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Maegen gets ready to sample a pine dugout canoe.
Ph.D. student Maegen Rochner prepares to sample a dugout canoe made from longleaf pine in the
Museum of Scotland County, North Carolina.
Lauren Stachowiak gets ready to sample a fire-scarred pine on Big Pine Key.
Ph.D. student Lauren Stachowiak gets ready to sample a fire-scarred slash pine,
Big Pine Key in the lower Florida Keys.
The beautiful Magdalena Mountains in New Mexico, where we've sampled extensively.
The beautiful Magdalena Mountains in New Mexico, where we've sampled extensively
for both fire and climate history.
Savannah Collins and Sarah Jones Wayman present posters at the Southeastern Division of the AAG conference in Roanoke, Virginia.
Savannah Collins and Sarah Jones Wayman present their posters at the 2013 SEDAAG
conference in Roanoke, Virginia.
Annie Blankenship (right) looks on as we sample a timber from an early 19th century saltpeter vat in Van Buren County, Tennessee
Annie Blankenship (right) looks on as we sample a timber from an early 19th century saltpeter vat in a
cave in Van Buren County, Tennessee.
Undergraduate student Brooke Pearson cores a Virginia pine, Norris Dam State Park, Tennessee.
Undergraduate student Brooke Pearson cores a Virginia pine,
Norris Dam State Park, Tennessee.
Tree rings on an oak section from a historic corn mill in Virginia.
Tree rings on an oak section from a historic grist mill, Graves Mill, Virginia.
Ph.D. student Maegen Rochner coring a tulip poplar log in North Carolina.
Ph.D. student Maegen Rochner coring a massive tulip poplar log in a historic cabin
near Valles Crucis, North Carolina.
Former LTRS student Monica Rother saws into a fire-scarred ponderosa pine in the Zuni Mountains, New Mexico.
Former LTRS student Monica Rother saws into a fire-scarred ponderosa pine stump
in the Zuni Mountains, New Mexico.
Savannah Collins explains wavelet analysis to the NADEF group, Acadia National Park, Maine.
Former LTRS MS student Savannah Collins explains wavelet analysis to the 2015 NADEF group,
Acadia National Park, Maine.
Lab director Henri Grissino-Mayer prepares to saw into a whitebark pine.
Lab director Henri Grissino-Mayer prepares to saw into a whitebark pine in the
Beartooth Mountains, northwestern Wyoming.
Undergraduate students Hudson Kelly and Katy Caudle coring a pine, Norris Dam State Park, Tennessee.
Undergraduate students Hudson Kelly and Katy Caudle coring a massive Virginia pine,
Norris Dam State Park, Tennessee.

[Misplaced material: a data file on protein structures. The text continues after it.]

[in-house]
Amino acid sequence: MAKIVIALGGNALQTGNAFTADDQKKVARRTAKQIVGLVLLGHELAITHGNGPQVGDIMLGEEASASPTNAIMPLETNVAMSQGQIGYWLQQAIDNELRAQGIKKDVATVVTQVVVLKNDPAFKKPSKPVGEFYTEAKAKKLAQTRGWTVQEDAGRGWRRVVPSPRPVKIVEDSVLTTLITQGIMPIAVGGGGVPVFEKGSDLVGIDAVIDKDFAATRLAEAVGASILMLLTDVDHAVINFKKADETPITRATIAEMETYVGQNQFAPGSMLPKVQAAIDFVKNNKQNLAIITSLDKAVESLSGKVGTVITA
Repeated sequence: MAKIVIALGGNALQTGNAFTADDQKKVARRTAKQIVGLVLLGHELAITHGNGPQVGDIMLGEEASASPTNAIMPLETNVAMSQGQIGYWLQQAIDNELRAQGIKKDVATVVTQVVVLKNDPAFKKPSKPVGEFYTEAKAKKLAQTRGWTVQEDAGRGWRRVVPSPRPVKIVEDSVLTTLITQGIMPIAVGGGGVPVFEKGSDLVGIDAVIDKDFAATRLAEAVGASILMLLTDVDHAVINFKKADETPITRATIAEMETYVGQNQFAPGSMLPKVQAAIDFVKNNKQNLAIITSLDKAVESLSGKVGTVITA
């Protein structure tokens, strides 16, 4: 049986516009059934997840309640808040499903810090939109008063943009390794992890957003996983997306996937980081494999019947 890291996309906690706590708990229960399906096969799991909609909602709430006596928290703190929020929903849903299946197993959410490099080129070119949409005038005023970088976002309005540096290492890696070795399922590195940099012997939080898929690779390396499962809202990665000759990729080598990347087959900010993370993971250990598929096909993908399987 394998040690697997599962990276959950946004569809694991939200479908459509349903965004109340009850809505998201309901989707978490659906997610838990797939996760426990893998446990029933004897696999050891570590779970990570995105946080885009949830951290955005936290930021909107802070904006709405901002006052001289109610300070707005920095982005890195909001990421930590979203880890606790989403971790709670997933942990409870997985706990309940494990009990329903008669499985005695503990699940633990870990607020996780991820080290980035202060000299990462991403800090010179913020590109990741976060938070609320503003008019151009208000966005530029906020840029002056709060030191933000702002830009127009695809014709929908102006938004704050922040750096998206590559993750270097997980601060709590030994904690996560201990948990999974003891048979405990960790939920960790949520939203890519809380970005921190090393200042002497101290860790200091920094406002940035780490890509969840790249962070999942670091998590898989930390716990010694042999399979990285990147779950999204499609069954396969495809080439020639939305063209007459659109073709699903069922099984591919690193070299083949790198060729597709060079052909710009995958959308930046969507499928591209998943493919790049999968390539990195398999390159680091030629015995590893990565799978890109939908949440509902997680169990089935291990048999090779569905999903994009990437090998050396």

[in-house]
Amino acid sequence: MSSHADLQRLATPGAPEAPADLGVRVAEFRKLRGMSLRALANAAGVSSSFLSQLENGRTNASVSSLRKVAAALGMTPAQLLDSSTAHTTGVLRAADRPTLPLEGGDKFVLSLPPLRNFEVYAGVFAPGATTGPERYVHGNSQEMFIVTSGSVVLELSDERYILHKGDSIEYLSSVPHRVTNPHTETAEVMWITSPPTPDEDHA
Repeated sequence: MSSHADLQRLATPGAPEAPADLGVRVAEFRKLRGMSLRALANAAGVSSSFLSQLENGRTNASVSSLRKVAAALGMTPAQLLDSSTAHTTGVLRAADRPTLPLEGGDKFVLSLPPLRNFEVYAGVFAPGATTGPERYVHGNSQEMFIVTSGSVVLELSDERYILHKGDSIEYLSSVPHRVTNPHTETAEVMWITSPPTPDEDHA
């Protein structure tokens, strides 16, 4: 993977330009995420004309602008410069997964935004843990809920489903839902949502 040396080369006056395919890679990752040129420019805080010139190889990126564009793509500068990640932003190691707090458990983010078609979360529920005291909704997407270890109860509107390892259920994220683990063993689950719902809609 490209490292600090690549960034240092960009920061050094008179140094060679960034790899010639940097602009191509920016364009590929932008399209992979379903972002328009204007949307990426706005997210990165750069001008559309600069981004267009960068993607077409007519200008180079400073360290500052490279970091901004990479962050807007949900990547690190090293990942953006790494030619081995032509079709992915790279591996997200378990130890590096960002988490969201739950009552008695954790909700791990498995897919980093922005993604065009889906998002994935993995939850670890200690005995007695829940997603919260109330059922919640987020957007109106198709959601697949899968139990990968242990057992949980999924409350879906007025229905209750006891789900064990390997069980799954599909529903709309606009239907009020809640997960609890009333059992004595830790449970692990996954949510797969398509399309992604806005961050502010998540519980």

The distinct oak rings on a wood panel from a famous painting made during the early 17th century.
The distinct oak rings on a wood panel from a famous painting made during the early 17th century.
This living Table Mountain pine was sampled for fire history back in 1993!
This living Table Mountain pine was sampled for fire history at the 1993 NADEF, Brush Mountain, Virginia.
Legendary dendrochronologist Tom Harlan coaches Henri at the 2010 NADEF.
At the 2010 NADEF, legendary dendrochronologist Tom Harlan (right) coaches lab director Henri
about bristlecone pines in the White Mountains.
From the summit of beautiful Norumbega Mountain in Maine.
The summit of beautiful Norumbega Mountain where the Climate Group at the 2015 NADEF collected
their samples in Acadia National Park, Maine.
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The LTRS

Here at the University of Tennessee, we are proud to house a world-class state-of-the-art laboratory for tree-ring research. The Laboratory of Tree-Ring Science is supported by the Department of Geography and the College of Arts and Sciences, supplemented by funds from the National Science Foundation and many private donations. The laboratory is housed in the Burchfiel Geography Building and in the Science and Engineering Research Facility, occupying four spacious, well-equipped rooms with all the amenities. We are a dynamic and energetic group consisting of faculty members, graduate students, and undergraduate students, all actively involved in dendrochronology, engaged in various research projects that cover archaeology to fire history to climate reconstruction. We regularly engage in active research with faculty and graduate students in the Departments of Anthropology, Civil and Environmental Engineering, Earth and Planetary Sciences, and Forestry, Wildlife, and Fisheries, as well as with personnel from Oak Ridge National Laboratory, the National Park Service, and the Tennessee Valley Authority.

Come Study With Us!

If you're interesting in joining a dynamic laboratory engaged in the full spectrum of dendrochronological research to further your graduate and professional careers, contact me and I'll be glad to talk with you about opportunities we have available. I can promise you that your training in our laboratory will prepare you for a satisfying and rewarding career upon graduation.

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